I learned today that a real-life Granny Smith is the inspiration for the moniker Granny Smith apples.
In 1799, Maria Ann Sherwood entered this world in England to parents who were farmers. She took an interest in farming after seeing her parents work and eventually joined them on the farm. She wed Thomas Smith, another farm laborer, when she was nineteen years old. For the following nineteen years, they ran a farm in Beckley and started a family.
Officials in the Australian government began actively seeking out individuals with agricultural experience in 1838 because of the critical shortage of farm laborers at the time. On November 27, 1838, the Smiths joined a number of other local families aboard the Lady Nugent, which arrived in Sydney. Mr. Smart of Kissing Point (now Ryde) hired Thomas to work as a farmhand when they arrived, and he made £5 a year.
The Smiths perfected their orchardist talents, as did most of the locals. The area was rich in fruit. The Smiths started their own orchard in 1855 after purchasing a plot of land. Like many of her neighbors, Maria Ann Smith took pleasure in tending to her apple seedlings. An article from 1924 in Farmer and Settler provides the most plausible narrative of her finding the apple that bears her name, however there are other versions.
The article’s publisher, Herbert Rumsey, was an orchardist in the region and spoke with two additional farmers who were acquainted with Granny Smith. Reportedly, the seedling was discovered by 69-year-old Maria Ann Smith in 1868 on her farm, near a brook.
She thought the seedling had originated from French crab apples, but modern research suggests it’s actually a hybrid of the domestic apple and the Malus sylvestris, more often known as the European wild apple. This young apple tree was started to grow by Granny Smith. Another resident, Edward Gallard, grew a substantial harvest from the original tree cuttings and maintained this practice every year until his passing in 1914.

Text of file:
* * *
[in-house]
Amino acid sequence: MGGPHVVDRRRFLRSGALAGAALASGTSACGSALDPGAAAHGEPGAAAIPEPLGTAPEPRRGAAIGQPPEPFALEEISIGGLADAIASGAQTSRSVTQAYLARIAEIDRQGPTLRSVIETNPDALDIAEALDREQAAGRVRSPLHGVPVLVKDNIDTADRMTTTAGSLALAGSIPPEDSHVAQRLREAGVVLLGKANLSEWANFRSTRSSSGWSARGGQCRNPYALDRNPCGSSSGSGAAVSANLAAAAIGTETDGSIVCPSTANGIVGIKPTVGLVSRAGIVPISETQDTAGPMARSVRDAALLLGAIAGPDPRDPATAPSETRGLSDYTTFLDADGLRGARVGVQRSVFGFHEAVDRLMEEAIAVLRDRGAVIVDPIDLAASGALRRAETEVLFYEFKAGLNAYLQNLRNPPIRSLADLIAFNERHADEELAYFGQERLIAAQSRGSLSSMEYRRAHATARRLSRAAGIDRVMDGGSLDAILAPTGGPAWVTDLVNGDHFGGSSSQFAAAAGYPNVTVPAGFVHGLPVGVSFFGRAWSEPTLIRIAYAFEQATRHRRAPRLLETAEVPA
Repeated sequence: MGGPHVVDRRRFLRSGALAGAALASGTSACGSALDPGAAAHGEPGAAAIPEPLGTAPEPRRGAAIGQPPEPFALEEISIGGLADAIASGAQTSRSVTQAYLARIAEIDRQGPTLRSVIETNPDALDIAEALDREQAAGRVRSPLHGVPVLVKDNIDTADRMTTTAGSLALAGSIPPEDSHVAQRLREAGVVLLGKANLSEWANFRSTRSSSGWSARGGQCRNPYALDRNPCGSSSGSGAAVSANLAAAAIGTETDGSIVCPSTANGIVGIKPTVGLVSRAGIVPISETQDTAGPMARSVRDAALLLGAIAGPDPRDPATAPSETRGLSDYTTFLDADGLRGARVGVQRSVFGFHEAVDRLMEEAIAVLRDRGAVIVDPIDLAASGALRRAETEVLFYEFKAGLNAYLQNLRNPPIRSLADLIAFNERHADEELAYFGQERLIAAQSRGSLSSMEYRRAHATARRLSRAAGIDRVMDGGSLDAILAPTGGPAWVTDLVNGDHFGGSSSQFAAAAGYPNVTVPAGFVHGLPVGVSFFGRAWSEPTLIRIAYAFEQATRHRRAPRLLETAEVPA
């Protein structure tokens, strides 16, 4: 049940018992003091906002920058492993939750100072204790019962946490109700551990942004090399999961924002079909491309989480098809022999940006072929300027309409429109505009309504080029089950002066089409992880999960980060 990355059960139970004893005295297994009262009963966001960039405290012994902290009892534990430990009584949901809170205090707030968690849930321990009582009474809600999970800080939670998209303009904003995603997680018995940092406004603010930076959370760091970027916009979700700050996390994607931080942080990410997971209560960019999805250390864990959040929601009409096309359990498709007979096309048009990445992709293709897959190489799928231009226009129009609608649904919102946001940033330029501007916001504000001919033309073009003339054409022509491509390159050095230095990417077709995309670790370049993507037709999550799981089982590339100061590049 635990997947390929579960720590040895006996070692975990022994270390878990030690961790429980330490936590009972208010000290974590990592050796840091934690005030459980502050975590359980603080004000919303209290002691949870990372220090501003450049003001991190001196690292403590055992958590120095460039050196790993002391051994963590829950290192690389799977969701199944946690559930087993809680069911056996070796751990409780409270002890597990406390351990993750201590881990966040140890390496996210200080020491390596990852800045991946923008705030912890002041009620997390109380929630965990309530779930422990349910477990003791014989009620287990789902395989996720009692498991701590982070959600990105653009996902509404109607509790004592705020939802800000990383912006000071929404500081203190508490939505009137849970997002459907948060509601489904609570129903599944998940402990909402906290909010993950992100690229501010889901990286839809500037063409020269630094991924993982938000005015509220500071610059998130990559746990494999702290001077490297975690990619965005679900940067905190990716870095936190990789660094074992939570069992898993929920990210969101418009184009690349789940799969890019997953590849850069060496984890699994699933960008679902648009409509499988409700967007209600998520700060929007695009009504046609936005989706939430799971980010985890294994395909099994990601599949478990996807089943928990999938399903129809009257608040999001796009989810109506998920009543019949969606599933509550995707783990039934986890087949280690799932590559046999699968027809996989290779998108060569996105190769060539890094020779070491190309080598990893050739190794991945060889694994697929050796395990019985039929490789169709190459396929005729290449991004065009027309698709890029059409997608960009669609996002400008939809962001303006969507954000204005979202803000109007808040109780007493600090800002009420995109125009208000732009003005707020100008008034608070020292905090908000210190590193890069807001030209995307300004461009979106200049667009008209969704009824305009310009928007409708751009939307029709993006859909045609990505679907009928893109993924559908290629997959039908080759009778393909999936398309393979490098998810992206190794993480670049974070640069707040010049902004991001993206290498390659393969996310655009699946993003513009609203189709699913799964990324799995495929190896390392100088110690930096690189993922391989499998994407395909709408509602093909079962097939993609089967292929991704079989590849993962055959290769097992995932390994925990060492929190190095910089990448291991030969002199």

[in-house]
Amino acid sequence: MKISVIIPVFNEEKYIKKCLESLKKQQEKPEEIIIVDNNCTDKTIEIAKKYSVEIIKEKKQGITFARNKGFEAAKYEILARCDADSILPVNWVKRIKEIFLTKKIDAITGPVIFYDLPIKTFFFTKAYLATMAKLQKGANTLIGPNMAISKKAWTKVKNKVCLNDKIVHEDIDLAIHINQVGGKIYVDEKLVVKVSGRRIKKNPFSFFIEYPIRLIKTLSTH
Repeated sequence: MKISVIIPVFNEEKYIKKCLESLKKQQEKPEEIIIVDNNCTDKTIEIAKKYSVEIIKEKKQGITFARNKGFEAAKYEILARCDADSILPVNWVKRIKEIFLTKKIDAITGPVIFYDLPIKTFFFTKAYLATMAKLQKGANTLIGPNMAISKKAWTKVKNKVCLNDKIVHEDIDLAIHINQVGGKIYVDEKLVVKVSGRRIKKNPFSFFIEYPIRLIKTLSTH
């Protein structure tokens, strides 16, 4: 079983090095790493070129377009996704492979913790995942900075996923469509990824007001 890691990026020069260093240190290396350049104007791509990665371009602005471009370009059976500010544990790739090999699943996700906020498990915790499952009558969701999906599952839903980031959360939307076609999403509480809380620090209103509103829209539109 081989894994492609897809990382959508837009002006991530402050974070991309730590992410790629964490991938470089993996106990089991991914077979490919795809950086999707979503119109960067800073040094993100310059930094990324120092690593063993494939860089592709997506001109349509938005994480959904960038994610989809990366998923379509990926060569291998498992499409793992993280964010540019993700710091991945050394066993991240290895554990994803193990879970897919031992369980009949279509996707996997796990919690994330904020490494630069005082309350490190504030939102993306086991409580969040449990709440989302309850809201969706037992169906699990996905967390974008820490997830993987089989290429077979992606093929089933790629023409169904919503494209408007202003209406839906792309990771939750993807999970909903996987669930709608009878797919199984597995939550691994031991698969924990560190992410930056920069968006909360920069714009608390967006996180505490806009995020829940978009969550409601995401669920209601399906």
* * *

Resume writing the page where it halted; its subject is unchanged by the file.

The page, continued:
Apples Were a Huge Hit in the Two Countries
The best cooking-apple was “Smith’s seedling,” which was shown at the 1891 Castle Hill Agricultural and Horticultural Show. At the Government Experimental Station in Bathurst, New South Wales, Granny Smith apples were mass-produced in 1895. The Department of Agriculture quickly added them to its list of export-friendly fruits. In 1935, the apples made their way to Britain. The Auvil Fruit Company’s Grady Auvil brought this variety of apple to the US market in 1972, making it a relatively new arrival.
Sadly, Granny Smith herself was never able to witness the economic success of her apples. Two short years after finding the apple seedling on her land, in 1870, she passed away. While local orchardists were instrumental in the fruits’ rise to fame, the credit for the discovery of a famous green apple ultimately goes to Granny Smith.
- Gran Smith Like other apple trees, this one needs to be planted near another apple tree so it may pollinate itself and bear fruit. Because of this, it’s highly unlikely that a tree would grow from Granny Smith apple seeds planted in a grocery store; instead, you’d likely get a hybrid variety of apple, and you might not like it very much. The majority of apple trees also don’t pass their fruit on “true to type.” Apple varieties are preserved by grafting tree cuttings onto rootstocks instead of starting from seed. The most efficient method for ensuring that the offspring of an apple tree are genetically indistinguishable from the parent tree is vegetative propagation.
- The apple’s genome was deciphered in August 2010 by a scientific collaboration led by Italy. Many new findings demonstrating the apple tree’s extraordinary longevity resulted from this decoding. Apples have been around for more than 50 million years, and their genome virtually doubled from 9 to the present 17 over that time, according to their findings. Originating from a wild progenitor (original ancestor), Malus Sieversii, humans started domesticating and cultivating the tree some 3000–4000 years ago. Although it is under risk of extinction, this species is still quite common in Kazakhstan and China. Additionally, archeological finds indicate that apple consumption by humans dates back to at least 6500 B.C.
Apples have around 57,000 genes, more than any other plant genome ever analyzed, thanks to their high degree of genetic diversity. About 30,000 genes make up the human genome, just to give you an idea. Apples, it was discovered, have 992 genes that are responsible for their resistance to diseases.